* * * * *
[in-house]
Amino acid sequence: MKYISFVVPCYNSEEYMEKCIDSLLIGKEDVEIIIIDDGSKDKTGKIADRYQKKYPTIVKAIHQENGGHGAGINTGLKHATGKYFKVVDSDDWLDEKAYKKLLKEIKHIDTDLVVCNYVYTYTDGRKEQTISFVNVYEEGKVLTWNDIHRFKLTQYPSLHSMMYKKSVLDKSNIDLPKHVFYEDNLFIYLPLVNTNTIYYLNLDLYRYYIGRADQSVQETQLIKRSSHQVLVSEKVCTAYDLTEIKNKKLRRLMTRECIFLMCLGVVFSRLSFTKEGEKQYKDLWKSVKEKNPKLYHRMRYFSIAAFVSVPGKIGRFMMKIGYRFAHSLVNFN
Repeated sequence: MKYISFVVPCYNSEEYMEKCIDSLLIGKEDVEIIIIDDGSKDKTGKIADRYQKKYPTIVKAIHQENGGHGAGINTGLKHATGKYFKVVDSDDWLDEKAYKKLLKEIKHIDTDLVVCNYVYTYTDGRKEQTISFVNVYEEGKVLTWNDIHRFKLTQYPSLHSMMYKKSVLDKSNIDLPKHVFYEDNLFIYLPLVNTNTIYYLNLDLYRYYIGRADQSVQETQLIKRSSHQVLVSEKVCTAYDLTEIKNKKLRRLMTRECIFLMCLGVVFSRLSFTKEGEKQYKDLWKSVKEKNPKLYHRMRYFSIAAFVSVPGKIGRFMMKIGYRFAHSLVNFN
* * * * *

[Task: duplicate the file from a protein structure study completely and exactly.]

[in-house]
Amino acid sequence: MKYISFVVPCYNSEEYMEKCIDSLLIGKEDVEIIIIDDGSKDKTGKIADRYQKKYPTIVKAIHQENGGHGAGINTGLKHATGKYFKVVDSDDWLDEKAYKKLLKEIKHIDTDLVVCNYVYTYTDGRKEQTISFVNVYEEGKVLTWNDIHRFKLTQYPSLHSMMYKKSVLDKSNIDLPKHVFYEDNLFIYLPLVNTNTIYYLNLDLYRYYIGRADQSVQETQLIKRSSHQVLVSEKVCTAYDLTEIKNKKLRRLMTRECIFLMCLGVVFSRLSFTKEGEKQYKDLWKSVKEKNPKLYHRMRYFSIAAFVSVPGKIGRFMMKIGYRFAHSLVNFN
Repeated sequence: MKYISFVVPCYNSEEYMEKCIDSLLIGKEDVEIIIIDDGSKDKTGKIADRYQKKYPTIVKAIHQENGGHGAGINTGLKHATGKYFKVVDSDDWLDEKAYKKLLKEIKHIDTDLVVCNYVYTYTDGRKEQTISFVNVYEEGKVLTWNDIHRFKLTQYPSLHSMMYKKSVLDKSNIDLPKHVFYEDNLFIYLPLVNTNTIYYLNLDLYRYYIGRADQSVQETQLIKRSSHQVLVSEKVCTAYDLTEIKNKKLRRLMTRECIFLMCLGVVFSRLSFTKEGEKQYKDLWKSVKEKNPKLYHRMRYFSIAAFVSVPGKIGRFMMKIGYRFAHSLVNFN